…heroin use remains solid in Europe. Consumption is particularly strong in Western countries such as the United Kingdom, Italy and France, and as demand for both heroin and cocaine has grown within those nations…
So a drop of 13 percent in opium cultivation only pulls the figure down to 657 tons. Well that’s a relief.
The statistic about the alarmingly high usage in (Western) Europe is particularly interesting. What does it mean? What are the implications of this figure? Does it have anything to do with the histories of these European countries? Does it have anything to do with the political makeup of these countries?
It has become my belief after studying history and political science in University that most countries, since the inception of countries (arguably in the 17th century, after the Peace of Westphalia), loosely follow a linear progress. Generally speaking, most countries begin as dictatorships. Some move quickly on to become monarchs and/or theocracies and / or empires. Then, usually through a period of violent struggles, these countries become democracies.
If one were to attribute the birth of the nation state to Europe (most specifically, Western Europe), then one could argue that these European nations have been on this line of historical progress the longest. As we can see, most of the Western European countries now have centuries-old democracies, some of which came as a result of the masses overthrowing monarchs (most notably Great Britain and France). Other democracies were born after extended periods of often violent struggles, some involving the toppling of empires, others involving a battle of ideologies (ex. Italy and Russia, although Russia did not become a so-called democracy until the late 20th century).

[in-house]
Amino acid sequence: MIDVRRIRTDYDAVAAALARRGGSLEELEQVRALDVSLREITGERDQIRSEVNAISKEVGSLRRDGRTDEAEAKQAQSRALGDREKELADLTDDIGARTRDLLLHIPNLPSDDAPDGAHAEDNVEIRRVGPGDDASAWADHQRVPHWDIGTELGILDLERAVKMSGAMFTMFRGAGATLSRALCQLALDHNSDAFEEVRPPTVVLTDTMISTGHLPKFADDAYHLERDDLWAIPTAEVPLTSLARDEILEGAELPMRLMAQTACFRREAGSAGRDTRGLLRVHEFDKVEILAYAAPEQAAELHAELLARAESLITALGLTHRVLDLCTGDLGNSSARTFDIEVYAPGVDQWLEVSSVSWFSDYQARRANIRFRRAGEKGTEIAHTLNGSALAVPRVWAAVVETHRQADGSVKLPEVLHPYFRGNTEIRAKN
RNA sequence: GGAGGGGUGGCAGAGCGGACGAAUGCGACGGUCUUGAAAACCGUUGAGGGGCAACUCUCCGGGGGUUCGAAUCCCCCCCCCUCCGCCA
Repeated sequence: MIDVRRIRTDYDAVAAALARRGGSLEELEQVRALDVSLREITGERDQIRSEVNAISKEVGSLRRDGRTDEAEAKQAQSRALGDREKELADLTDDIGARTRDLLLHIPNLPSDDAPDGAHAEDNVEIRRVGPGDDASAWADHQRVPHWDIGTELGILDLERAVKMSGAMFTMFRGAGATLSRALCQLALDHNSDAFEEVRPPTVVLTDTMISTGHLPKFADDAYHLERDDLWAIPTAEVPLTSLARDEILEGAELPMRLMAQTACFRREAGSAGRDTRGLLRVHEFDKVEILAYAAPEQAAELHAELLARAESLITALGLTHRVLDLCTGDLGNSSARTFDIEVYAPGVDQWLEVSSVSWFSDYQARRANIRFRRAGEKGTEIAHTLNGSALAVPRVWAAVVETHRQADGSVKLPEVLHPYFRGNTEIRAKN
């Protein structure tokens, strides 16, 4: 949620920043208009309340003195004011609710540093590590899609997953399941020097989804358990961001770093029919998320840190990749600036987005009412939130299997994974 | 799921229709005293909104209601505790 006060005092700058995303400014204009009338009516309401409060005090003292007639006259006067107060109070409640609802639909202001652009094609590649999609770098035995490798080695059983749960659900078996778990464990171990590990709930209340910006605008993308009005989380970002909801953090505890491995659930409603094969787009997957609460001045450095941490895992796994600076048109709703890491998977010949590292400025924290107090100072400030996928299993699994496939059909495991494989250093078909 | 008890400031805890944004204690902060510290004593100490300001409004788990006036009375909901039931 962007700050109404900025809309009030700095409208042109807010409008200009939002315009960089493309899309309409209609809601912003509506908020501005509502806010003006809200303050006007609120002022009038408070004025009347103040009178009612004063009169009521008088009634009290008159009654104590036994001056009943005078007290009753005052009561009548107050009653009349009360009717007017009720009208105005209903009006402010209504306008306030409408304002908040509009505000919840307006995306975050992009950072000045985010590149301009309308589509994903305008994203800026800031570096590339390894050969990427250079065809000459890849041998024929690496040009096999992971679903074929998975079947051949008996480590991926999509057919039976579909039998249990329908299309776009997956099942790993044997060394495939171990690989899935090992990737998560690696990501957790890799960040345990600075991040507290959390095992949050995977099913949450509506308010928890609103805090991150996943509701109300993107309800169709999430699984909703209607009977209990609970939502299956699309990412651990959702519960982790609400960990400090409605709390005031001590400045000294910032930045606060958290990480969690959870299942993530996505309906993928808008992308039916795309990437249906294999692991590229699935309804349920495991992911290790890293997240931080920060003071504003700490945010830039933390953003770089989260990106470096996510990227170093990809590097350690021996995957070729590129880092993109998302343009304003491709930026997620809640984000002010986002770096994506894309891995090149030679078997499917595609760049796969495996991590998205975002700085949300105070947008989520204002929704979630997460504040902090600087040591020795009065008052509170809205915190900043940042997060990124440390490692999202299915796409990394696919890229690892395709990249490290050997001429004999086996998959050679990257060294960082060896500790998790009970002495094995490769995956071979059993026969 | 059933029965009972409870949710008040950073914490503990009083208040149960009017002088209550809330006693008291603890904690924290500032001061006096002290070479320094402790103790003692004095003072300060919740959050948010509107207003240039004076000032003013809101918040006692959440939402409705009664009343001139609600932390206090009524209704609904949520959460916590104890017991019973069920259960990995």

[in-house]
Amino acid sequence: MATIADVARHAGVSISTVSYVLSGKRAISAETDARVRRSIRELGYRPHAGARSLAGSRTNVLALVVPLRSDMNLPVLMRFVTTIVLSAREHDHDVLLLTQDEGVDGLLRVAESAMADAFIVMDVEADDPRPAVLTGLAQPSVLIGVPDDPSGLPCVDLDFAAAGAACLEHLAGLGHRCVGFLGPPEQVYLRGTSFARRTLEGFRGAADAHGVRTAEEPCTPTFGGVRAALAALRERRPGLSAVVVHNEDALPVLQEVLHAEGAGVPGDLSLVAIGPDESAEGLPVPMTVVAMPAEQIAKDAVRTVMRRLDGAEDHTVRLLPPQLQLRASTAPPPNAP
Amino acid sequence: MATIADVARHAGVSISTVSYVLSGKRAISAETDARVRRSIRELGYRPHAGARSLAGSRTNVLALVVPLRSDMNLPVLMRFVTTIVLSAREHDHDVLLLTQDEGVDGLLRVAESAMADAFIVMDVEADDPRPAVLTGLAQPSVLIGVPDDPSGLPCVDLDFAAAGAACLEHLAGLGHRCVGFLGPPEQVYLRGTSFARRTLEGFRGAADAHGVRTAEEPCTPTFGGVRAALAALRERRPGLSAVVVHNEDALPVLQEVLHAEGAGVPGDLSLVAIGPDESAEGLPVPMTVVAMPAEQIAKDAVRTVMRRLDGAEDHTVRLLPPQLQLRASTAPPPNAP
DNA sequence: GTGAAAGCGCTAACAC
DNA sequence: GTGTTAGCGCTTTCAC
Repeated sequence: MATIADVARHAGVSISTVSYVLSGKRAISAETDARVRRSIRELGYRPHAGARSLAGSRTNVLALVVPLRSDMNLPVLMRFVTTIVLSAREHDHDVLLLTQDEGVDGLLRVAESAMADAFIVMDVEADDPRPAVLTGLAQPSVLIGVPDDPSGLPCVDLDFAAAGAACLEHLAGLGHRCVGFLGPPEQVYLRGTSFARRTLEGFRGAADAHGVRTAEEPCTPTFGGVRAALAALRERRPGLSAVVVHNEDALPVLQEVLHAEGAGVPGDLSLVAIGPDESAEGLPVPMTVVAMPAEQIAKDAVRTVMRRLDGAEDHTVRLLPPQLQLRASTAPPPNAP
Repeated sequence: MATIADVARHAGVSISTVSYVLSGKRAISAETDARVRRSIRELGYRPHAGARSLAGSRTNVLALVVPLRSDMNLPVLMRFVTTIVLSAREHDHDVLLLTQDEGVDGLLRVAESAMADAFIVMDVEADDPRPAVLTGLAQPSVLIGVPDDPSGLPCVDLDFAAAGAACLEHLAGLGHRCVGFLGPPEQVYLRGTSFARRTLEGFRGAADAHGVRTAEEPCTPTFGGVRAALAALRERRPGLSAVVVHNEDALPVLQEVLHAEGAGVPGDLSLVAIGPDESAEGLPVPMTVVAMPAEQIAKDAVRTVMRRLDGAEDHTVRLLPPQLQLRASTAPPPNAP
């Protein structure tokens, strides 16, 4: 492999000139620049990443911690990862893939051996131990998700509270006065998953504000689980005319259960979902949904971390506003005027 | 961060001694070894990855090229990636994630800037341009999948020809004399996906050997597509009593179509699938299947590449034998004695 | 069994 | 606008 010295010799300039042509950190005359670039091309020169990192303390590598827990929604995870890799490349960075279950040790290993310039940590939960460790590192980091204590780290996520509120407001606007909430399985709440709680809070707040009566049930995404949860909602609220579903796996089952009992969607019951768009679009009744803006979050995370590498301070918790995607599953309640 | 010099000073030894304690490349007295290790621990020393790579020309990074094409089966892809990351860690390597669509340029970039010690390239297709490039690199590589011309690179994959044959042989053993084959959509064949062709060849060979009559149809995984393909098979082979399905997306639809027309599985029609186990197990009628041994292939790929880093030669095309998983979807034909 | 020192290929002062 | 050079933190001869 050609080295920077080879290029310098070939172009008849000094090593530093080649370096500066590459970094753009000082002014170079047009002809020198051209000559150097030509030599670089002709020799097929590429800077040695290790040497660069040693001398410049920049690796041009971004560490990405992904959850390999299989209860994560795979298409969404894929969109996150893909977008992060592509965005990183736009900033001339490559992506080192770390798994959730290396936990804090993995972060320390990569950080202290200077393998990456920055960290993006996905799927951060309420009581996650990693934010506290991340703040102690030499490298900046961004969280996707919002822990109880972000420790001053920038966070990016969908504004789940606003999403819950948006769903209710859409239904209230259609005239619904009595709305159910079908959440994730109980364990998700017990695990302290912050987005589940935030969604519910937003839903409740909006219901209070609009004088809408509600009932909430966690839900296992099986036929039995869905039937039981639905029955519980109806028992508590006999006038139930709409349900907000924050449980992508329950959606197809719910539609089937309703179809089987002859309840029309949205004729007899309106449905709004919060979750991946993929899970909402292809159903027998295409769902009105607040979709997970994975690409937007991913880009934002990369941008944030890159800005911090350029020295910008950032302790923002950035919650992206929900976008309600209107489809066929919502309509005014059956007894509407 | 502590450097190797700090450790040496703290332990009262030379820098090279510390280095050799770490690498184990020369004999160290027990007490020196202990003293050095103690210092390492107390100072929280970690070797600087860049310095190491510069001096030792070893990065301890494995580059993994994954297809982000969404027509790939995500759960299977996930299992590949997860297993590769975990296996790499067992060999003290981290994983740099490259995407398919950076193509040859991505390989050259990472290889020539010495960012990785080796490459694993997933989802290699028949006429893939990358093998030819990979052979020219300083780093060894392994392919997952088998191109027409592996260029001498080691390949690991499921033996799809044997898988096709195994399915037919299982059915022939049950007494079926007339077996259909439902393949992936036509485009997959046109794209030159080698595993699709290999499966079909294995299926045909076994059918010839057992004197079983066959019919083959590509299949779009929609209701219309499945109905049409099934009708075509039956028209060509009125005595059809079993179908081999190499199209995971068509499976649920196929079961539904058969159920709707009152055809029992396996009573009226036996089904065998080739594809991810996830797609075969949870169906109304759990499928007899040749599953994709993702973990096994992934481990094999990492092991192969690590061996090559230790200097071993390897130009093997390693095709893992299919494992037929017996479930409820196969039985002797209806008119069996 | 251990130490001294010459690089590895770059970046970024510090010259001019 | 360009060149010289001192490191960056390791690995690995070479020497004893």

(Note that this line of historical ‘progress’ that I’ve outlined does not refer to it being ‘good’ or ‘bad’, because that would stir up a whole other debate about how ‘great’ the countries are, and bring into question the merits of democracy. The ‘progress’ in my context simply refers to the evolution countries undertake over time.)
With this in mind, let us look the non-European countries that are potentially ‘next in line’, or have already followed, this historical line of progress: India, China, Iran, and various African nations. The article shows that these countries all have heroin consumption rates of 5-15%.
If these countries do follow the line of progress as those of Western Europe, does this mean that heroin use in these countries will increase in the future?
The key question here is: what is the correlation between the politics of a country and its population’s drug addiction problems? Britain, France, and other Western European countries now have functioning welfare-state style social democracies. Some of these countries pride themselves on this fact. It would be quite devastating if there is a relationship between the political structure of a country (more specifically, social democracy) and its drug problems.
But alas, it is nonetheless good news that opium production is down. Now if only we can ameliorate the drug problems in some of the oldest democracies in the world…
Read the Article at HuffingtonPost